Science and Christian Belief

By C. A. Coulson | Go to book overview

CHAPTER ONE
The Challenge of Scientific Thinking

THE will of John Calvin McNair was written in 1857. In providing for the endowment of these lectures it directed that their object should be 'to show the mutual bearing of Science and Theology upon each other and to prove the existence and attributes, as far as may be, of God from Nature.' Even at that time this was an ambitious project, as the English Bridgewater Treatises of 1829 had made clear. But the need to reconcile the new science and the old religious convictions was as real as it had ever been, as anyone could see who had read Tom Paine The Rights of Man and The Age of Reason. Yet John McNair could scarcely have foreseen the dramatic way in which the problem was so soon to burst once more into public interest. It was in 1859 when the ink in his will had been dry for a bare two years, that Darwin Origin of Species was published: it was in 1861 that Bishop Wilberforce, at a meeting in Oxford of the British Association for the Advancement of Science, so unwisely attacked this theory, and brought down upon the Christian Church the bitterness of Huxley and his followers. The complacency of the Victorian age had been shattered, and the echoes of the conflict could be heard all round the civilized world. Four years later, in 1863, Thomas Huxley coined the phrase Man's Place in Nature as a title for a collection of essays on evolution; and

-1-

Notes for this page

Add a new note
If you are trying to select text to create highlights or citations, remember that you must now click or tap on the first word, and then click or tap on the last word.
One moment ...
Default project is now your active project.
Project items
Notes
Cite this page

Cited page

Style
Citations are available only to our active members.
Buy instant access to cite pages or passages in MLA 8, MLA 7, APA and Chicago citation styles.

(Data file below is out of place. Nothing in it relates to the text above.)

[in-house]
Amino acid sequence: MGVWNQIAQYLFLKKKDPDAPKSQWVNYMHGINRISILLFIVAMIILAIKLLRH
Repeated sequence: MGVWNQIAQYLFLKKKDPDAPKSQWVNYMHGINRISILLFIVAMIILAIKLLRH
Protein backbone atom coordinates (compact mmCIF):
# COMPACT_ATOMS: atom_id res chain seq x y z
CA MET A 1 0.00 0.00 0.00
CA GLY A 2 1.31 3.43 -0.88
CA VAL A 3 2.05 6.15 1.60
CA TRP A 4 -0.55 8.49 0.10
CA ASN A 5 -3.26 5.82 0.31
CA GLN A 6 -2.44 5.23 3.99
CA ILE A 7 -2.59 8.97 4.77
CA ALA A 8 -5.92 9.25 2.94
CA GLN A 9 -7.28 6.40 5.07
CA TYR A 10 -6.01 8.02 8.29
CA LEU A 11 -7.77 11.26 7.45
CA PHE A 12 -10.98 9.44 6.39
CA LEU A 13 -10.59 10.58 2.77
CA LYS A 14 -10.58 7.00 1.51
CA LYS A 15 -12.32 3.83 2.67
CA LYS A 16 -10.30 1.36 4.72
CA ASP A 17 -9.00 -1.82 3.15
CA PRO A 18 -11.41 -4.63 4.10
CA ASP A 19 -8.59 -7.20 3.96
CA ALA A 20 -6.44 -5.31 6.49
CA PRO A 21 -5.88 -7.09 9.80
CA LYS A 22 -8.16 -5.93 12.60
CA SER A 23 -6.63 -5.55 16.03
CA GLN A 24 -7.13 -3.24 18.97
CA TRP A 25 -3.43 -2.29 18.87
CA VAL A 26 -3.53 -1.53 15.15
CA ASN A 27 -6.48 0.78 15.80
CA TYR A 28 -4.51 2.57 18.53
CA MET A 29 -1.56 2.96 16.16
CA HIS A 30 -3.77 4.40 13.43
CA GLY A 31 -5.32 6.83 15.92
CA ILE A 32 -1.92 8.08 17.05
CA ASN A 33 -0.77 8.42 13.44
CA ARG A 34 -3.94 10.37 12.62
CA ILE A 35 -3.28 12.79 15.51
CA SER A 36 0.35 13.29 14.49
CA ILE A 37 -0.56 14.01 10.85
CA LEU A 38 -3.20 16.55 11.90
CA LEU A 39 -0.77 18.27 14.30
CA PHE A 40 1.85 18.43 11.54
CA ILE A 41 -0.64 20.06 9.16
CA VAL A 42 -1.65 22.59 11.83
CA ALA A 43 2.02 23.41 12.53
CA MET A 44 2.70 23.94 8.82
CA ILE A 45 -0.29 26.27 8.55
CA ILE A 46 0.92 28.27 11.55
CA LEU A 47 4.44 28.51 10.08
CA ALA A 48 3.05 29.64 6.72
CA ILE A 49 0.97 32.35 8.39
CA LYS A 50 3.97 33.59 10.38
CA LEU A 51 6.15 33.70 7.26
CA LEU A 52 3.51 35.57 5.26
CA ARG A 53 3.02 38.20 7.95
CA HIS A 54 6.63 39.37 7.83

(Einhorn, 1992, p. 25)

(Einhorn 25)

(Einhorn 25)

1. Lois J. Einhorn, Abraham Lincoln, the Orator: Penetrating the Lincoln Legend (Westport, CT: Greenwood Press, 1992), 25, http://www.questia.com/read/27419298.

Note: primary sources have slightly different requirements for citation. Please see these guidelines for more information.

Cited page

Bookmark this page
Science and Christian Belief
Table of contents

Table of contents

  • Title Page iii
  • The Mcnair Lectures vi
  • Preface vii
  • Contents *
  • Chapter One - The Challenge of Scientific Thinking 1
  • Chapter Two - Scientific Method 29
  • Chapter Three The Human Element 64
  • Chapter Four - Christian Belief 97
  • Notes and References 119
  • Index 125
Settings

Settings

Typeface
Text size Smaller Larger Reset View mode
Search within

Search within this book

Look up

Look up a word

  • Dictionary
  • Thesaurus
Please submit a word or phrase above.
Print this page

Print this page

Why can't I print more than one page at a time?

Help
Full screen
Items saved from this book
  • Bookmarks
  • Highlights & Notes
  • Citations
/ 127

matching results for page

    Questia reader help

    How to highlight and cite specific passages

    1. Click or tap the first word you want to select.
    2. Click or tap the last word you want to select, and you’ll see everything in between get selected.
    3. You’ll then get a menu of options like creating a highlight or a citation from that passage of text.

    OK, got it!

    Cited passage

    Style
    Citations are available only to our active members.
    Buy instant access to cite pages or passages in MLA 8, MLA 7, APA and Chicago citation styles.

    "Portraying himself as an honest, ordinary person helped Lincoln identify with his audiences." (Einhorn, 1992, p. 25).

    "Portraying himself as an honest, ordinary person helped Lincoln identify with his audiences." (Einhorn 25)

    "Portraying himself as an honest, ordinary person helped Lincoln identify with his audiences." (Einhorn 25)

    "Portraying himself as an honest, ordinary person helped Lincoln identify with his audiences."1

    1. Lois J. Einhorn, Abraham Lincoln, the Orator: Penetrating the Lincoln Legend (Westport, CT: Greenwood Press, 1992), 25, http://www.questia.com/read/27419298.

    Cited passage

    Thanks for trying Questia!

    Please continue trying out our research tools, but please note, full functionality is available only to our active members.

    Your work will be lost once you leave this Web page.

    Buy instant access to save your work.

    Already a member? Log in now.

    Search by... Author
    Show... All Results Primary Sources Peer-reviewed

    Oops!

    An unknown error has occurred. Please click the button below to reload the page. If the problem persists, please try again in a little while.